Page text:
Jonathan Tomas Koltai; Scott Schieman; Ronit Dinovitzer

Status-based Stress Exposure and Well-being in the Legal Profession

Andrew Miles

Turf Wars of Truly Understanding Culture? Moving Beyond Isolation and Importation to Genuine Cross-disciplinary Engagement

Melissa A. Milkie

Time Deficits with Children: The Relationship to Mothers’ and Fathers’ Mental and Physical Health

Diana Lee Miller

Sustainable and Unsustainable Semi-Professionalism: Grassroots Music Careers in Folk and Metal

Ito Peng

Care and Migration Policies in Japan and South Korea

Scott Schieman; Atsushi Narisada

Under-rewarded Boss: Gender, Workplace Power, and the Distress of Perceived Pay Inequity

 

Monday, August 22

Salina Abji

Because Deportation is Violence Against Women: On the Politics of State Responsibility and Women’s Human Rights

Holly Campeau

The Right Way, the Wrong Way, and the Blueville War: Policing, Standards, and Cultural Match

Bahar Hashemi

Canadian Newspaper Representations of Family violence among Immigrant Communities: Analyzing Shifts Over Time

Vanina Leschziner

The American Fame Game: Academic Status and Public Renown in Post-war Social Sciences

Ron Levi; Ioana Vladescu

The Structure of Claims after Atrocity: Justifications, Values, and Proposals from the Holocaust Swiss Banks Litigation

Patricia Louie

Whose Body Matters? Representations of Race and Skin Colour in Medical Textbooks

William Magee; Laura Upenieks

Supervisory Level and Anger About Work

Maria M. Majerski

The Economic Integration of Immigrants: Social Networks, Social Capital, and the Impact of Gender

Melissa A. Milkie

You Must Work Hard: Changes in U.S. Adults’ Values for Children 1986-2012

Jean-Francois Nault

Education, Religion, and Identity in French Ontario: A Case Study of French-language Catholic School Choice

Merin Oleschuk; Blair Wheaton

The Relevance of Women’s Income on Household Gender Inequality Across Class and National Context

David Nicholas Pettinicchio

Punctuated Incrementalism: How American Disability Rights Policymaking Sheds Light on Institutional Continuity and Change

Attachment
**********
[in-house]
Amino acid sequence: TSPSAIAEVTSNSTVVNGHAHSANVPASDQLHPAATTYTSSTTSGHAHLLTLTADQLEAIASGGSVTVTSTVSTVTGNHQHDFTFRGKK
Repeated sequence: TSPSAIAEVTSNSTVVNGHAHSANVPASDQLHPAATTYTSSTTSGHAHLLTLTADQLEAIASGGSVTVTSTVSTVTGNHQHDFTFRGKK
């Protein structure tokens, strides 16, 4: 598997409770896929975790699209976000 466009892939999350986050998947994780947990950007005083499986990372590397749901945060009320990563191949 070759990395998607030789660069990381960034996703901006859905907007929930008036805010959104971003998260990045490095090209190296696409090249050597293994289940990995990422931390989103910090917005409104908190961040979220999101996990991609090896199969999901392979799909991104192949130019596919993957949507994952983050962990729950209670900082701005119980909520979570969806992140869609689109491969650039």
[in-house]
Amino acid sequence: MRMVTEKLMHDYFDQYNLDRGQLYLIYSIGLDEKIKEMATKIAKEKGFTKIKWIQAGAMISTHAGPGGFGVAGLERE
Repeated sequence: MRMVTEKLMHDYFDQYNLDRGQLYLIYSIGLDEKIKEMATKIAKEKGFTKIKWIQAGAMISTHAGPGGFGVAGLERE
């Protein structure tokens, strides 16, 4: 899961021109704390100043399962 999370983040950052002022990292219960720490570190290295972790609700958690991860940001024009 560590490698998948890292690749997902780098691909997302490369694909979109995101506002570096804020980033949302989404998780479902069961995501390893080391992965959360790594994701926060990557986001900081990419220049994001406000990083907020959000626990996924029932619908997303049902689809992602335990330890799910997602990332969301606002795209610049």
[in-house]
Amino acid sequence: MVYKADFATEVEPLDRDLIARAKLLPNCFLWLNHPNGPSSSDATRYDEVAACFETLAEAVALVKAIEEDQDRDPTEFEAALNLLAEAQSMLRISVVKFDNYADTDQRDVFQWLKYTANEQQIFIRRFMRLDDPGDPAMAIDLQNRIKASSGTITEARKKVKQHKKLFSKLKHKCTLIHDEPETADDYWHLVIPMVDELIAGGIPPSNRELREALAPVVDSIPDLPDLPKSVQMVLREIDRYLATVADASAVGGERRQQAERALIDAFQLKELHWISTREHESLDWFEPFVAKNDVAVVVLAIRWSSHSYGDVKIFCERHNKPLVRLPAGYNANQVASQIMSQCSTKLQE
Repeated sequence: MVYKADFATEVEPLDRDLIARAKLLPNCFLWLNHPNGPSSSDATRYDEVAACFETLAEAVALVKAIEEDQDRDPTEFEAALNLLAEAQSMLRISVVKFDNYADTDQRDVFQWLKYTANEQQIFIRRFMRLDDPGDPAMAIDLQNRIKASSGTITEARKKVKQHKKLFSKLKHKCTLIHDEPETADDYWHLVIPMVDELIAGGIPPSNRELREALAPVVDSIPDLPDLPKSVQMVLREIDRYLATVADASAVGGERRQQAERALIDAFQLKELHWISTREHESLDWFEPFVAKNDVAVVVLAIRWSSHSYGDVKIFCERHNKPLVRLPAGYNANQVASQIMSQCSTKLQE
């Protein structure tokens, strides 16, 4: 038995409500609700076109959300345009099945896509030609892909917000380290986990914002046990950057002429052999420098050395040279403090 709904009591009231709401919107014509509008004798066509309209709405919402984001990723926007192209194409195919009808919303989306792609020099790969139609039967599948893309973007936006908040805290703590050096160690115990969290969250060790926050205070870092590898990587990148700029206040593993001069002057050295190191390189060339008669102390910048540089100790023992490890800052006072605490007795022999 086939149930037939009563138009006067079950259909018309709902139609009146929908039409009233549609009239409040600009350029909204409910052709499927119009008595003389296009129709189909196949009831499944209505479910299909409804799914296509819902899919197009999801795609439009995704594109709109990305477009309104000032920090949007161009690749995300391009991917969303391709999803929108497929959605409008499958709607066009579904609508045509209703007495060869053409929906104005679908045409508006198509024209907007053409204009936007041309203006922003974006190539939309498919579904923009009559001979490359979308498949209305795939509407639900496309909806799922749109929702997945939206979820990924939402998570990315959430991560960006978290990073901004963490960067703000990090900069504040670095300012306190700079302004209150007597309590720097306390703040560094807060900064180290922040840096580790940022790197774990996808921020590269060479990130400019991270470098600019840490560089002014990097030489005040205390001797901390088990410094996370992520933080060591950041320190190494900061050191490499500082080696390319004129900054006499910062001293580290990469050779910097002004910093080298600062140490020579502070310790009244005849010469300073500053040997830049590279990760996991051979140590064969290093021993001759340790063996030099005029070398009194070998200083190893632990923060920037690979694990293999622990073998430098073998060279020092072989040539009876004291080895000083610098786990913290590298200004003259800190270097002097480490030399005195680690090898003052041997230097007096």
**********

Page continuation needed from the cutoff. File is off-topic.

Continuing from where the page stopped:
Tuesday, Aug. 23

Katelin Albert

Making the Classroom, Making Sex Ed: A School-based Ethnography of Ontario’s Sexual Health Classrooms

Catherine Man Chuen Cheng

Constructing Immigrant Citizen-subjects in Exceptional States: Governmentality and Chinese Marriage Migrants in Taiwan and HongKong

Hae Yeon Choo

Maternal Guardians: Intimate Labor, Migration, and the Pursuit of Gendered Citizenship in South Korea

Bonnie H. Erickson

Multiple Pathways to Ethnic Social Capitals

  1. Omar Faruque

Confronting Capital: The Limits of Transnational Activism and Human Rights-based CSR Initiatives

Elise Maiolino

I’m not Male, not White, Want to Start There?: Identity Work in Toronto’s Mayoral Election

Jaime Nikolaou

Commemorating Morgentaler? Reflections on Movement Leadership, 25 Years Later

Kristie O’Neill

Traditional Beneficiaries: Trade Bans, Exemptions, and Morality Embodied in Diets

Matthew Parbst; Blair Wheaton

The Buffering Role of the Welfare State on SES differences in Depression

Luisa Farah Schwartzman

Brazilian Lives Matter, and what Race and the United States Got to do With it

Daniel Silver

Visual Social Thought

Laura Upenieks

Beyond America? Cross-national Contexts and Religious versus Secular Membership Effects on Self-rated Health

Barry Wellman

Older Adults Networking On and Off Digital Media: Initial Findings from the Fourth East York Study

Blair Wheaton; Patricia Joy Louie

A New Perspective on Maternal Employment and Child Mental Health: A Cautionary Tale

Tony Huiquan Zhang

Weather Effects on Social Movements: Evidence from Washington D.C. and New York City, 1960-1995

 

Professor Monica Boyd Awarded Outstanding Contribution Award

Monica 2009Congratulations to Professor Monica Boyd on receiving the 2015 Outstanding Contribution Award from the Canadian Sociological Association. This award honours Professor Boyd’s exceptional scholarly merit and her impact within the Canadian sociological community.

The award citation notes Professor Boyd’s contributions have had a tremendous impact both in Canada and internationally, stating that her work on social mobility, immigration, labour market inequality, gender, and other forms of social inequality has been central to the development of these areas. The citation goes on to identify the many ways in which Professor Boyd’s work has been ground breaking.  Her work, it states “has advanced significantly our capacity to understand the lives and pathways of immigrants, their families, and their social networks in ways in much greater depth than was typically offered through conventional analyses….” Read the CSA’s full citation here.

The recipient of numerous SSHRC research grants and a past president of the Canadian Sociological Association,  Monica’s work appears in refereed journal articles and book chapters, books and monographs. She has been recognized through several notable distinctions including election to the Royal Society of Canada, where she served as President of Academy II, Social Sciences.